Gav working his magic again:

Didn’t tear off the paint:

Subtle link:

The car required new front brake pads, so showing true form I once again engaged the compulsive idiot mode and went ahead and ordered a few more parts. This consisted of; Ferodo DS2500 front and rear pads, new brake sensors, StopTech braided lines, Hard Brakes titanium shims, E92 M3 front sway bar, 3rd brake light (finally), ZHP gear knob, wipers, filters, and other random miscellaneous things. These were separated into three different suppliers (HPA, ECS, United BMW) but miraculously they all decided to arrive at the same time.

Irony (sway bar into fragile logo):


I was quite excited to fit the ZHP gear knob; during my initial test drive of the 1 my first criticism was the standard M sport gear knob. It is not very ergonomically shaped, it has rough edges, and it feels cheap. I struggled to find a replacement. I didn’t want something too aftermarket looking and BMW’s have no thread to screw on so there were limited options. The “M sport” ZHP gear knob looked plain and OEM but more importantly it is much more comfortable. Since I was making an ECS order I decided to just give it a shot and I don’t regret it a single bit.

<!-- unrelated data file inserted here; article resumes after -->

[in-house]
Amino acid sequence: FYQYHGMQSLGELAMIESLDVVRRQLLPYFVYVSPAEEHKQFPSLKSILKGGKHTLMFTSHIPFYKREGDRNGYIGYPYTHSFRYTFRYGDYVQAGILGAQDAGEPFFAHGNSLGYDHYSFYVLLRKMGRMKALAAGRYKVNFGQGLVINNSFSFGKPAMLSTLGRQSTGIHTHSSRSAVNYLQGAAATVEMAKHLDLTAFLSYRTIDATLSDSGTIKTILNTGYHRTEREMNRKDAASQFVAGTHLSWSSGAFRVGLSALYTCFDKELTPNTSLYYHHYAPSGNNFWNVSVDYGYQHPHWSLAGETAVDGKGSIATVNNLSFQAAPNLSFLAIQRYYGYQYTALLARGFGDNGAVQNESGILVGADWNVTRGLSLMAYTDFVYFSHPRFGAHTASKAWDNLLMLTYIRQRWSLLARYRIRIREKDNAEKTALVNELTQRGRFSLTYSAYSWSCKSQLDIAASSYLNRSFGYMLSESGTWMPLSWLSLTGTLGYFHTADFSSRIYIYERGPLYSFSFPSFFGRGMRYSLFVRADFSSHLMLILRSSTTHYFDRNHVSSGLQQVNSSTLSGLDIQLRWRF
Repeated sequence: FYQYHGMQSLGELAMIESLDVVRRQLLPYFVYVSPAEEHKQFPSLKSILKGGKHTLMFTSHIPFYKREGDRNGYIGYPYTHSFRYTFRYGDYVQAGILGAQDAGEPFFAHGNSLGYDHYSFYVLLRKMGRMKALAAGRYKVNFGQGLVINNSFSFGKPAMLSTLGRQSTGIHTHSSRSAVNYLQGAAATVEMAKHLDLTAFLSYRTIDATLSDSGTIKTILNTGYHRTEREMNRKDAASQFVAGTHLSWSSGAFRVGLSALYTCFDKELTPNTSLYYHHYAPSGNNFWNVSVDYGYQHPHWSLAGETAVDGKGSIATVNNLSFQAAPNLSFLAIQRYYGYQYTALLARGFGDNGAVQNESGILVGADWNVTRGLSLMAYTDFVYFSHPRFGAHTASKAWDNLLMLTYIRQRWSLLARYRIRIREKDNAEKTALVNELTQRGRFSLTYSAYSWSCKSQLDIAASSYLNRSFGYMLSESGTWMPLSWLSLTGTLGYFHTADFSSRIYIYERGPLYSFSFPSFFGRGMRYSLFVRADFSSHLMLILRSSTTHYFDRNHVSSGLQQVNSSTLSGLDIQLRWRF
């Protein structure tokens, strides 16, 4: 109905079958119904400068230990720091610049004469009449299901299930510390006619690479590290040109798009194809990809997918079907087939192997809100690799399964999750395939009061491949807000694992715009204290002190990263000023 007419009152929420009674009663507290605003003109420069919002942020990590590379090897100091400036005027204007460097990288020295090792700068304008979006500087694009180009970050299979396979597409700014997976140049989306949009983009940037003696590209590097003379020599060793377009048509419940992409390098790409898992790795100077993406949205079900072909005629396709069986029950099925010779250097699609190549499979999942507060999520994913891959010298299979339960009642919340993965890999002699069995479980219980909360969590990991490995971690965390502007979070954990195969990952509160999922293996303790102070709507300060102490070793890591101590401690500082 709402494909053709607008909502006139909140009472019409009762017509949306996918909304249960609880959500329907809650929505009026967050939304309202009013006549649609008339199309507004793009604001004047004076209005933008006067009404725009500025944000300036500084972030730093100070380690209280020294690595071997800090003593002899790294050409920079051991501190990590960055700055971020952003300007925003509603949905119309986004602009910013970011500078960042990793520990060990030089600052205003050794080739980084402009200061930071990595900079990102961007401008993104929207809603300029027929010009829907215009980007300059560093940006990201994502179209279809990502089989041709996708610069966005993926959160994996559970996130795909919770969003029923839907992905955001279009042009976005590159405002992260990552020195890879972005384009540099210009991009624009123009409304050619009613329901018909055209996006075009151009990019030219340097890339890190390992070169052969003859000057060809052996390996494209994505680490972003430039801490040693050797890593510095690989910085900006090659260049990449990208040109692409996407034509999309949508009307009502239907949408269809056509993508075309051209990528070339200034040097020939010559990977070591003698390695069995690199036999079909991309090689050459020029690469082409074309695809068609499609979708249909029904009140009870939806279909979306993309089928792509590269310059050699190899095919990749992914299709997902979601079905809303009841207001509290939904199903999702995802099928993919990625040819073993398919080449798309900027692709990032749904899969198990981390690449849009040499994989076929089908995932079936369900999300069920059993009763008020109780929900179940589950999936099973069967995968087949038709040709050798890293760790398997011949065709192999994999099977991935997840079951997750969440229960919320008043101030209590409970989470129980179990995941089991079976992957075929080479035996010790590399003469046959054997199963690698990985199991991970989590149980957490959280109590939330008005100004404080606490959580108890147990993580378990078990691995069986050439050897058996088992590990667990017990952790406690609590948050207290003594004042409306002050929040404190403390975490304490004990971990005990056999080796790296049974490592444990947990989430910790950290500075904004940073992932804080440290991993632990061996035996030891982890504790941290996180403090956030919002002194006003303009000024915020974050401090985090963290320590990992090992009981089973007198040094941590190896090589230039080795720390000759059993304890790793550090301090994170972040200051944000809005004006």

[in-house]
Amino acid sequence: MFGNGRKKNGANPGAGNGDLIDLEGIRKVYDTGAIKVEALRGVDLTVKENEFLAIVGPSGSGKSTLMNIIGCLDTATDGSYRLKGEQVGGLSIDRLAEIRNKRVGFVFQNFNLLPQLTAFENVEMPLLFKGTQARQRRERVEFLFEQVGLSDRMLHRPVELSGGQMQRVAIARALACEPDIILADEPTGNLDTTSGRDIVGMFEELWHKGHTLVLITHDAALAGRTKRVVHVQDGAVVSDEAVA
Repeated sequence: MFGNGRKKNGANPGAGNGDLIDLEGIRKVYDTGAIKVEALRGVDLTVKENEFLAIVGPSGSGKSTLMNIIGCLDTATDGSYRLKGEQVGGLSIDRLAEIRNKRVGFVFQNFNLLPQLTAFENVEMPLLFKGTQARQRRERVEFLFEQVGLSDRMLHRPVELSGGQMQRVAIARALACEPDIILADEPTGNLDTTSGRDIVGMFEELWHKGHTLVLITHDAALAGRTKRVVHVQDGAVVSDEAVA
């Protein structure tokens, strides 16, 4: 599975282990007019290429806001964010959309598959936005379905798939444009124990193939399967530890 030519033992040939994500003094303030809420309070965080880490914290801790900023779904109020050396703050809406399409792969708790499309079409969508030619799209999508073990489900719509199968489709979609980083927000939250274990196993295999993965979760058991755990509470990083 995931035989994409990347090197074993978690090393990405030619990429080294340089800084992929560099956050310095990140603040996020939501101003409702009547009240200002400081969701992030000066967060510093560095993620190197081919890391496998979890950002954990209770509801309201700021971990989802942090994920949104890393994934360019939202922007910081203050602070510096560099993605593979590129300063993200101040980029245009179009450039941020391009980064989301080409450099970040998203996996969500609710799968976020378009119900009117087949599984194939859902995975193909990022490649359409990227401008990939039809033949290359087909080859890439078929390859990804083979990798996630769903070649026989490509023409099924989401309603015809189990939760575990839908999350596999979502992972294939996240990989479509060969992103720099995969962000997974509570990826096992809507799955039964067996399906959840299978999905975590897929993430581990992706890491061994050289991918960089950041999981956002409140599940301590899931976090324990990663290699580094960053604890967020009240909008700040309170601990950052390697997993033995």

No more awkward squared “gooseneck”:

The spark plug socket also arrived (traditional left, N54 right):

A few more days had passed and it finally happened. The car was stuttering and went into limp mode during normal driving. As weird as this sound, this was a sigh of relief. It confirms the car needs a new HPFP, which is much easier than changing the injectors or even having to trouble shoot endlessly. BMW has several revisions on the HPFP unit now (5 from memory) and claim the latest version no longer fails. They also brought down the price from $2000+ (crack pipe) to $350 so it is safe to say many others have suffered the HPFP failure. I was actually in the middle of an order getting processed with BMR so it was a case of just requesting an extra HPFP to be shipped with my order. After a bit of discussion we came to the conclusion I should change my brake rotors whilst we upgraded everything else brake wise, I went ahead and ordered ECS 2 piece cross-drilled and slotted front rotors and 1 piece slotted rear rotors. Once again I used the excuse “might as well order other stuff while I am at it” and bought an Evolution Racewerks competition series FMIC kit and also a BMS oil catch can. Once they arrive along with the HPFP the 1 will go into Galvsport to get some love.

HPFP code:

So there we have it, I have finally made a build thread for the 1 and covered majority of its life up until now. It actually took me a few days sparing free time here and there to type all this. If you made it this far I thank you for taking the time to read it. I hope the next update is good news with all the planned upgrades/repairs going ahead smoothly.

Until then, ciao."

Last edited by NoOg_sTaR; 11-19-2012 at 04:17 AM.